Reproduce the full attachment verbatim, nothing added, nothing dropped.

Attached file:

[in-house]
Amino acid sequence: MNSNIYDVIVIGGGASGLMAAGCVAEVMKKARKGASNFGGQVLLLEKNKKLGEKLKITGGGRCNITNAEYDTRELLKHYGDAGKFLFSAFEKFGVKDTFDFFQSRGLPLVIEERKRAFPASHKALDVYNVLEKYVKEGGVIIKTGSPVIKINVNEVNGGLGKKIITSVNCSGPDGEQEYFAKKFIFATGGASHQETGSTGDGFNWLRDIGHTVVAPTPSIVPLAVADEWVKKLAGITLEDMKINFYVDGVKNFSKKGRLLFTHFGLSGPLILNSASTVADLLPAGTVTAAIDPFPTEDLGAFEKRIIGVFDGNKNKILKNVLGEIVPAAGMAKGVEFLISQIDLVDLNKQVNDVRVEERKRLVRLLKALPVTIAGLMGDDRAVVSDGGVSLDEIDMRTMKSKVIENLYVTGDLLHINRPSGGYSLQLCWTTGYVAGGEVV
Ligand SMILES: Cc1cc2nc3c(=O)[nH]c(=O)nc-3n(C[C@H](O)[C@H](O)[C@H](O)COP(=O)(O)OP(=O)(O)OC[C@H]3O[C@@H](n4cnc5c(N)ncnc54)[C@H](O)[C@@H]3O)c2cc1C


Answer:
[in-house]
Amino acid sequence: MNSNIYDVIVIGGGASGLMAAGCVAEVMKKARKGASNFGGQVLLLEKNKKLGEKLKITGGGRCNITNAEYDTRELLKHYGDAGKFLFSAFEKFGVKDTFDFFQSRGLPLVIEERKRAFPASHKALDVYNVLEKYVKEGGVIIKTGSPVIKINVNEVNGGLGKKIITSVNCSGPDGEQEYFAKKFIFATGGASHQETGSTGDGFNWLRDIGHTVVAPTPSIVPLAVADEWVKKLAGITLEDMKINFYVDGVKNFSKKGRLLFTHFGLSGPLILNSASTVADLLPAGTVTAAIDPFPTEDLGAFEKRIIGVFDGNKNKILKNVLGEIVPAAGMAKGVEFLISQIDLVDLNKQVNDVRVEERKRLVRLLKALPVTIAGLMGDDRAVVSDGGVSLDEIDMRTMKSKVIENLYVTGDLLHINRPSGGYSLQLCWTTGYVAGGEVV
Ligand SMILES: Cc1cc2nc3c(=O)[nH]c(=O)nc-3n(C[C@H](O)[C@H](O)[C@H](O)COP(=O)(O)OP(=O)(O)OC[C@H]3O[C@@H](n4cnc5c(N)ncnc54)[C@H](O)[C@@H]3O)c2cc1C